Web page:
Never underestimate your attachment to the Christmas traditions of your childhood. Trust me. You will hold on to those traditions as if they were the last Tickle Me Elmo on the shelf (or Cabbage Patch kids for my generation). Everything else is a knock off—not good enough. White lights or colored? Real tree or fake? Angel tree topper or star? Turkey or ham? The battle of the Christmas traditions plays out in real time around the yuletide of newlyweds all over the world.
The first Christmas my husband, Pat, and I spent together, we were only engaged. Christmas fell during the week and I had no vacation time to travel home so I spent Christmas with his family. I was excited and naïve. Little did I know the emotional toil being away from home the first time would have on me. We went to Christmas Eve Mass—I rushed out of work to sit in an hour and a half of traffic and barely made it to 4:30 Mass where we packed it in like sardines. Of course Christmas Mass was beautiful, but my mind kept wandering to Christmas morning Mass at home—the fresh crisp air as you head out the door to the frosty car. Not many go to 7:30am Mass, so the elbow room is heavenly.
After Mass, we went to his brother’s house for bratwurst and sauerkraut dinner. My mind wandered to what my family was doing at home. (We always had Kentucky Fried Chicken—I missed those fake mashed potatoes!)
Pat’s mom is from Germany and they have a tradition where Christkind (the Christ child) along with the angels bring gifts while the children eagerly wait in the other room. I fell in love with this tradition right away. Most of the family went upstairs with my nephews while Pat and his brothers stayed to help the angels. The kids could hear loud thumping (the angel’s wings) and the door opening and closing and then silence. A tiny bell rang and my nephews ran downstairs to see all the unopened presents piled around the lit Christmas tree. Pat’s mom read the nativity story from the Bible. We sang carols and then it was time to open the presents. That’s when my childhood prejudices raised their ugly head. We just attacked the presents. Where was the order? I had no idea who got what! Plus it somehow felt like cheating opening ALL our gifts on Christmas Eve. I’m pretty sure I almost burst in to tears right there surrounded by mounds of walled up wrapping paper. Thankfully my husband’s family is the best and they knew I was missing my family. (Instead of thinking: run, run away quickly from this emotional mess of a woman).
The next morning was another let down. No enormous brunch after church like I was used to—just Stollen and Panettone (European breakfast breads). There were no kids, so there was no Santa although I think Pat and I opened one gift. We hung out in jeans waiting for Christmas dinner. The whole time I was surrounded by people, people that would one day be my family and that I loved dearly, but I felt very alone. The reason? Their traditions were so different than mine—I was not only missing my family, I was missing my Christmas.
The next year we went to my family’s house for Christmas. I was sure Pat would see how awesome our Christmas traditions were. Christmas Eve my family bought their Christmas tree and put it up. We decorated the tree and of course BLEW the tinsel one piece at a time on to the tree trying to reach the top. As you get older you need to kneel down a bit. But seriously, no clumps allowed. We ordered KFC and I realized maybe I’m starting to move on from these fake mashed potatoes. We traveled to my aunt’s house where we visited with extended family—I enjoyed myself but I could tell Pat was thinking about his family and their Christmas Eve traditions. I realized that just how I had missed my family, he was missing his family. Just as I had missed my Christmas, he was missing his Christmas.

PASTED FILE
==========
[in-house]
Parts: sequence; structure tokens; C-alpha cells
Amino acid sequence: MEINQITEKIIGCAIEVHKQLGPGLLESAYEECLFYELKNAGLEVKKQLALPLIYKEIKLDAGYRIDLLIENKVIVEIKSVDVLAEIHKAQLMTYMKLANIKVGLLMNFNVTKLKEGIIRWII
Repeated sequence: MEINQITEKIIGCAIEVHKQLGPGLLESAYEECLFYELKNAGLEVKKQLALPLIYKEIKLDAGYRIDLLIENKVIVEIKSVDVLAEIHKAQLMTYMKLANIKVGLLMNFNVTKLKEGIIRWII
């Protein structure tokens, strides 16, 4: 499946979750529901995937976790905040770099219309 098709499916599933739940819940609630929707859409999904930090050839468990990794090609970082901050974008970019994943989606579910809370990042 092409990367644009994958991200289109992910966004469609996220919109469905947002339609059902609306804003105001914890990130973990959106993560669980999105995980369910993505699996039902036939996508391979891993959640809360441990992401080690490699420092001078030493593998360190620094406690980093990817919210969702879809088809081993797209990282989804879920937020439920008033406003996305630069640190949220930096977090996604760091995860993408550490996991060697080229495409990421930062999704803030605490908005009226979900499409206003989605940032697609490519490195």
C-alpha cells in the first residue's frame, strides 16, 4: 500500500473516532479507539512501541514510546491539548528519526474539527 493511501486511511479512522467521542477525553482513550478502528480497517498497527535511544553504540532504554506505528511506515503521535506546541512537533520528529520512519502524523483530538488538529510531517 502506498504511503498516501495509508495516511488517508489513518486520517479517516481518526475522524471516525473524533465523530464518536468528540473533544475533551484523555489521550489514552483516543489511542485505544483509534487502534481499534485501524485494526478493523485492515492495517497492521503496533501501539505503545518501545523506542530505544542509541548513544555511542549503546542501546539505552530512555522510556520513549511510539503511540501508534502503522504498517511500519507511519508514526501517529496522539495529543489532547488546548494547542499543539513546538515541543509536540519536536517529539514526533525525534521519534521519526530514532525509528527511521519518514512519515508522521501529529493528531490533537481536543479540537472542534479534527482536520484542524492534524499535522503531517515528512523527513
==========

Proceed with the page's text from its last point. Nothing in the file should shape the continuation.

That’s the year I realized it was not about “my” family or “his” family. It was about our family. Every year since, we’ve made changes to our Christmas tradition. As our family grew and with my parents insistence, we stopped traveling for Christmas. Just two years ago, we stayed home for Christmas Eve as well—going to Mass at our parish church. Now Pat carries on the tradition of Christkind in our own house. Although we miss our extended family, it can’t match the magic of our kids seeing the beauty of Christkind leaving the gold packages under the tree and seeing their house transformed before their eyes just as they wait downstairs.
With every change that we have made, we have both felt loss. But it was important to be at peace with our Christmas traditions and to make them our own. When deciding about your Christmas traditions, remember to be patient with each other. Neither of you probably realize how important your customs are until they are challenged. Sometimes you can’t do both. Talk to each other about what’s really important to you. Keep an open mind. Something you don’t like at first might be your new favorite Christmas tradition.
Through all the ups and downs of creating your family Christmas traditions, always remember the joy of Christmas truly comes from the baby in the manger. So no matter what traditions you choose, always keep the holiday Christ-centered, reflecting on the great love God has for us, sending his only Son.